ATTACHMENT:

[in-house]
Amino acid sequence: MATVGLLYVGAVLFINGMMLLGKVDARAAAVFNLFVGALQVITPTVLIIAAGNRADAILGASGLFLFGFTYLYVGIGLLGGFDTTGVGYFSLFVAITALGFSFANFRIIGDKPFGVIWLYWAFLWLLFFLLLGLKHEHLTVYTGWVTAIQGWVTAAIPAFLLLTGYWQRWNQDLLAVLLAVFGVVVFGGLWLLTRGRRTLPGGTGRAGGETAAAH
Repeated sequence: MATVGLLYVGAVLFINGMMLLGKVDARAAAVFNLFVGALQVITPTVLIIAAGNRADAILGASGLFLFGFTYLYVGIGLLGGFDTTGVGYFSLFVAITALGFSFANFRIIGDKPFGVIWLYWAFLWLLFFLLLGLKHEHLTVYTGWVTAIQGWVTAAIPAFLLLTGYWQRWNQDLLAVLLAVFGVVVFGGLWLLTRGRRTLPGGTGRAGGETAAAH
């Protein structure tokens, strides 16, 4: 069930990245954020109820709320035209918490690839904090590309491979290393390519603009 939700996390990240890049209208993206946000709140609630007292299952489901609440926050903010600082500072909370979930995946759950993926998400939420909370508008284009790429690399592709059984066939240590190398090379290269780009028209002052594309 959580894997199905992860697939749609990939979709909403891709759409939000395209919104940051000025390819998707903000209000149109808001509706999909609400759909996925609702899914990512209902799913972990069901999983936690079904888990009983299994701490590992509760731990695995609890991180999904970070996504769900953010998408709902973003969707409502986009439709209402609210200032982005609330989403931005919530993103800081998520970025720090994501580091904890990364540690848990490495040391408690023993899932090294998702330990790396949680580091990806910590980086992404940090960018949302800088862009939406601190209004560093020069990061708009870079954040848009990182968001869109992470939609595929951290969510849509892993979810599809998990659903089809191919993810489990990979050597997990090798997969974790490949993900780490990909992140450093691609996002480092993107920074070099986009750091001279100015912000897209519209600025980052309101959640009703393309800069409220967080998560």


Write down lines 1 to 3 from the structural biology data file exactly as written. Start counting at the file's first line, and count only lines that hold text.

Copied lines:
[in-house]
Amino acid sequence: MATVGLLYVGAVLFINGMMLLGKVDARAAAVFNLFVGALQVITPTVLIIAAGNRADAILGASGLFLFGFTYLYVGIGLLGGFDTTGVGYFSLFVAITALGFSFANFRIIGDKPFGVIWLYWAFLWLLFFLLLGLKHEHLTVYTGWVTAIQGWVTAAIPAFLLLTGYWQRWNQDLLAVLLAVFGVVVFGGLWLLTRGRRTLPGGTGRAGGETAAAH
Repeated sequence: MATVGLLYVGAVLFINGMMLLGKVDARAAAVFNLFVGALQVITPTVLIIAAGNRADAILGASGLFLFGFTYLYVGIGLLGGFDTTGVGYFSLFVAITALGFSFANFRIIGDKPFGVIWLYWAFLWLLFFLLLGLKHEHLTVYTGWVTAIQGWVTAAIPAFLLLTGYWQRWNQDLLAVLLAVFGVVVFGGLWLLTRGRRTLPGGTGRAGGETAAAH